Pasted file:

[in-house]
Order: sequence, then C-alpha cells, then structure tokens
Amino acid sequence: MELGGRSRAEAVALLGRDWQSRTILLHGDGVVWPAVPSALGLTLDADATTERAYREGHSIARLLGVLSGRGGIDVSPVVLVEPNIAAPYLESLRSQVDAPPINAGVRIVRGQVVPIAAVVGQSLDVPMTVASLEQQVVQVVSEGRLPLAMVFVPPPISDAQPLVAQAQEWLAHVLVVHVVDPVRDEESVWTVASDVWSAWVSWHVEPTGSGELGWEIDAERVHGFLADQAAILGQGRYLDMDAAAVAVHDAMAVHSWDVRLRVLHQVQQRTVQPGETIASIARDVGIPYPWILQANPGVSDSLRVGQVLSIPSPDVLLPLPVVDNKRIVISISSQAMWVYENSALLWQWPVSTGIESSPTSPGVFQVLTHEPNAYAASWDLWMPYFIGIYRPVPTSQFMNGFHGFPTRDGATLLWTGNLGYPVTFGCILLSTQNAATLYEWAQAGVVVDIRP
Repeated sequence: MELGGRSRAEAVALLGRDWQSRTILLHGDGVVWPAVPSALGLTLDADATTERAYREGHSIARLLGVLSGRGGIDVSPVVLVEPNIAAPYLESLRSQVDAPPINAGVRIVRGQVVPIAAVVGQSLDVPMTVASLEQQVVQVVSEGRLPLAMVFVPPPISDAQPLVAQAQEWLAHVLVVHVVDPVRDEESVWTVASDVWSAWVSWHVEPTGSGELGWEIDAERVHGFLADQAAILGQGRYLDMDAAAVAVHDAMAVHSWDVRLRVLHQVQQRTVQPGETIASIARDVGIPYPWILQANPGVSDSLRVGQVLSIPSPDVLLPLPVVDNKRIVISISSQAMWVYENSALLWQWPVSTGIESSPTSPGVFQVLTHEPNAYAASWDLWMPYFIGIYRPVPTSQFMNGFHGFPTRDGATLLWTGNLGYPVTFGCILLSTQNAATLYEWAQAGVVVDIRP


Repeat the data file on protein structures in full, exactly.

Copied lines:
[in-house]
Order: sequence, then C-alpha cells, then structure tokens
Amino acid sequence: MELGGRSRAEAVALLGRDWQSRTILLHGDGVVWPAVPSALGLTLDADATTERAYREGHSIARLLGVLSGRGGIDVSPVVLVEPNIAAPYLESLRSQVDAPPINAGVRIVRGQVVPIAAVVGQSLDVPMTVASLEQQVVQVVSEGRLPLAMVFVPPPISDAQPLVAQAQEWLAHVLVVHVVDPVRDEESVWTVASDVWSAWVSWHVEPTGSGELGWEIDAERVHGFLADQAAILGQGRYLDMDAAAVAVHDAMAVHSWDVRLRVLHQVQQRTVQPGETIASIARDVGIPYPWILQANPGVSDSLRVGQVLSIPSPDVLLPLPVVDNKRIVISISSQAMWVYENSALLWQWPVSTGIESSPTSPGVFQVLTHEPNAYAASWDLWMPYFIGIYRPVPTSQFMNGFHGFPTRDGATLLWTGNLGYPVTFGCILLSTQNAATLYEWAQAGVVVDIRP
Repeated sequence: MELGGRSRAEAVALLGRDWQSRTILLHGDGVVWPAVPSALGLTLDADATTERAYREGHSIARLLGVLSGRGGIDVSPVVLVEPNIAAPYLESLRSQVDAPPINAGVRIVRGQVVPIAAVVGQSLDVPMTVASLEQQVVQVVSEGRLPLAMVFVPPPISDAQPLVAQAQEWLAHVLVVHVVDPVRDEESVWTVASDVWSAWVSWHVEPTGSGELGWEIDAERVHGFLADQAAILGQGRYLDMDAAAVAVHDAMAVHSWDVRLRVLHQVQQRTVQPGETIASIARDVGIPYPWILQANPGVSDSLRVGQVLSIPSPDVLLPLPVVDNKRIVISISSQAMWVYENSALLWQWPVSTGIESSPTSPGVFQVLTHEPNAYAASWDLWMPYFIGIYRPVPTSQFMNGFHGFPTRDGATLLWTGNLGYPVTFGCILLSTQNAATLYEWAQAGVVVDIRP